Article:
Wednesday, December 17, 2008

Something about Priorities

It's good to see that Martin Cullen, our Minister for Sport, Sport, and ... er, Other Things, has been out there fighting for that most neglected and underfunded of sports, golf. Last weekend the papers proudly announced that mobile phone company 3 were going to sponsor the Irish Open in Mount Juliet next year. The Irish Times (full article here) reported on Saturday that:
"Cullen ... insisted the Government, through his Department, were committed to ensuring the tournament's future. Credit where it's due, much of the behind-the-scenes dealings in finding a sponsor were conducted by the Minister, who made contact with 3's board of directors in Hong Kong when he was in China for the Olympic Games. The loose ends were tied up yesterday at a meeting in Dublin between the European Tour's Richard Hills and James Finnegan with 3's Robert Finnegan ... Of 3's involvement, Cullen - a member of Waterford Golf Club - said: "They are going to be very committed to it. It is a big commitment from them. They are not half-hearted. It is a big title sponsor. It is a big step." Part of Cullen's philosophy in putting so much time into securing a sponsor was that the tournament is a strong marketing tool in attracting tourists."I felt it was the right thing to do. We don't have that many natural resources, and golf is one of them."
Which is fair enough, I suppose, and I'm not knocking the need to attract tourists and bring revenue into the country. (Although when did a leisure pursuit become a natural resource? Surely natural resources are things like forests, oil, copper, arable land, and suchlike? Seeing as golf tends to impact heavily on wild habitats, as they're manicured into social clubs for the bourgeoisie, while being surrounded by large fences to keep out the proles, one could question the use of the word "natural", but then again, it is Martin Cullen we're talking about here, once described by a Waterford-based friend of mine as "Ireland's greatest waffler".) But it's a shame that Mr Cullen's clear enthusiasm for this aspect of his Ministry doesn't communicate elsewhere. For on the same day, in the same paper, it was reported here that:

"The Arts Council is still stuck in a ridiculous limbo, with more than half of its places having lain vacant for four months, and no sign of the appointment of a chairperson or six other members this side of Christmas. The department and Minister for Arts, Martin Cullen, dragged their heels initially in making appointments that were well signalled in advance, and now seem caught in the ever-escalating crises besetting the State, from the tottering banking system to the current pork pie. Piggy in the middle, indeed. Imminent crises in arts organisations are less visible, but a Budget cut that threatens to destabilise funding and a barely quorate Arts Council that has long-fingered funding decisions have made the entire arts sector apprehensive about creative work next year. But the attitude among many is that, while bad news is coming, arts organisations will make the most of it and try to find creative ways to deal with recession."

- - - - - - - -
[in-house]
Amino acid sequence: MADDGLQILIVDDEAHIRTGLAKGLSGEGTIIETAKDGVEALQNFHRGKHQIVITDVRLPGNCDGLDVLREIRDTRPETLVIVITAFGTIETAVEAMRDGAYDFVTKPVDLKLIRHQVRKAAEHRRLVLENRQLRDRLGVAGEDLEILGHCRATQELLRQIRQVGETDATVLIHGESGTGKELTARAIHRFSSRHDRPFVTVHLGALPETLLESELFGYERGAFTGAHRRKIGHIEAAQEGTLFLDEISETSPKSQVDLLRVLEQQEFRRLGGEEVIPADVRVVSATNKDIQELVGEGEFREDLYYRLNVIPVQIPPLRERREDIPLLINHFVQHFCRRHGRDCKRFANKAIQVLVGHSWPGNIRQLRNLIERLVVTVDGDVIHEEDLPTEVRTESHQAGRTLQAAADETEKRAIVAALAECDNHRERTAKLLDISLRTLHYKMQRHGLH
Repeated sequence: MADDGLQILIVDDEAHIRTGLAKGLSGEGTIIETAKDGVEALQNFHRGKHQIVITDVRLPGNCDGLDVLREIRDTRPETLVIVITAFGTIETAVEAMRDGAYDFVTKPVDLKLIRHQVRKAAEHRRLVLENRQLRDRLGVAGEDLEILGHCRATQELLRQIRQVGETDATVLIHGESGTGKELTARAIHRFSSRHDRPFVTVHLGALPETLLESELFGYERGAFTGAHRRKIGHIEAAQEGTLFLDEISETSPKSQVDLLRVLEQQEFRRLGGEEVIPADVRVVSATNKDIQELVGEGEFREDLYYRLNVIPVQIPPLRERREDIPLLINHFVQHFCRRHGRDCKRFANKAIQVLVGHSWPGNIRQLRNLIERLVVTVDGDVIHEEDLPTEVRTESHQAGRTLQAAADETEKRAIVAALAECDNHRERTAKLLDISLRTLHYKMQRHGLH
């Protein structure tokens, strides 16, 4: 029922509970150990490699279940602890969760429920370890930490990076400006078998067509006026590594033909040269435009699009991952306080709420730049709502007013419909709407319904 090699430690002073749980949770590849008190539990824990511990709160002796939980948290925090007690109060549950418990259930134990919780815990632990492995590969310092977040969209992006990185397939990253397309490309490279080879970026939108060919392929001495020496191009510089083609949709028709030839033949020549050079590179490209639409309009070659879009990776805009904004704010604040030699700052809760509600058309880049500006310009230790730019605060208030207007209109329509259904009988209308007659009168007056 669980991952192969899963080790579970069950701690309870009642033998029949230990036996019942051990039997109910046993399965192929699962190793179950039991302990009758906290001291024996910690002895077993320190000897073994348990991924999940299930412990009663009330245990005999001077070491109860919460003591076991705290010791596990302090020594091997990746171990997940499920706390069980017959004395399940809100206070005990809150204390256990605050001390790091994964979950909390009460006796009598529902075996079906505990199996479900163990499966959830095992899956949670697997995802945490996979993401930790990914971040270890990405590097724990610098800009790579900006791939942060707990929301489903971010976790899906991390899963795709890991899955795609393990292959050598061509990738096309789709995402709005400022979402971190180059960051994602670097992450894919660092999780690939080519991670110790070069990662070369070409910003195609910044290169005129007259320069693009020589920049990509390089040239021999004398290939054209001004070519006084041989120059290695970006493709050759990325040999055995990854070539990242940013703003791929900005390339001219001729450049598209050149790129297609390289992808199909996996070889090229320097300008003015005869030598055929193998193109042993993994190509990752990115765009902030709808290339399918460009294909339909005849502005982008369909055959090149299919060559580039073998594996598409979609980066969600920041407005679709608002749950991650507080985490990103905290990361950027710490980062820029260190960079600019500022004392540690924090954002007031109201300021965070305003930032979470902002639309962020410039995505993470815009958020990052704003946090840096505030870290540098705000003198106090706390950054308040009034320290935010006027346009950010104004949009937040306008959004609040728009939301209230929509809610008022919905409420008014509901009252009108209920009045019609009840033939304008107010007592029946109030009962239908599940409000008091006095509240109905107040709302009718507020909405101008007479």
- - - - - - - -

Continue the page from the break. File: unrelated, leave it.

Hmmm ... perhaps Cullen was so bedevilled by the philosophical dilemmas inherent in this decision that it paralysed his ability to act; like one of Monty Python's football-playing thinkers, he was pacing his office until the small hours, waving his arms and anguishing over the decision that was his. Endless possibilities crowded his mind as he struggled to pick out exactly the right person to steer the arts through this difficult time. Does that seem likely? Hmmm ...
(In breaking news (ha! I've always wanted to write that!) I've just discovered that six new members and a chairperson have been appointed today. After a mere four months! And Mount Juliet have decided not to host the Irish Open after all. Oh dear ... And, in fairness, perhaps Martin Cullen is a connoisseur of the arts and the endless delays in this decision can be explained by his notorious incompetence, which has led him to become one of Ireland's most despised Ministers (and he's up against some serious competition here).)
Anyway, after that it's a pleasure to get back to some more cosmic sounds. First up is the sounds of Ganymede's magnetosphere (more information here).
This is a radio emission from Jupiter. More information here, here, and here. (It sounds surprisingly like one of the tracks from Jessica Rylan's Interior Designs (see the labels to find my review.))

2 comments:

Claudia said...

As much as I'm fascinated with cosmic sounds, and try immediately to compare with familiar sounds (like rain on a metal roof, waves on the beach etc.), I'm not that keen on people imitating the original with bizarre instruments. That's why I wouldn't spend too much time with Jessica Ryland.

But then we already discussed, in a previous post, that all created sounds are not necessarily music to my ears.

Interesting Rackets presentation. Thank you. Couldn't say a word about Priorities....

A Doubtful Egg said...

The problem with a lot of electronic music (and visual art)that I come across is that, more often than not, the source material or inspiration turns out to be more interesting than the creations based upon it! The true artists are still a relative rarity. But I think that's true of every art-form in any era...
I try to avoid political subjects in my blog - there are more than enough bloggers on the net ploughing that furrow - but the topic of this post irritated me immensely and inspired me to vent my spleen. The official attitude to the arts in Ireland has often been less than satisfactory, to say the least, and it annoyed me that in a time of grevious recession, when the arts need support more than ever, the Minister was delaying this vital part of his job for no good reason, while at the same time crowing about his success at sponsoring golf. I just needed to get it off my chest...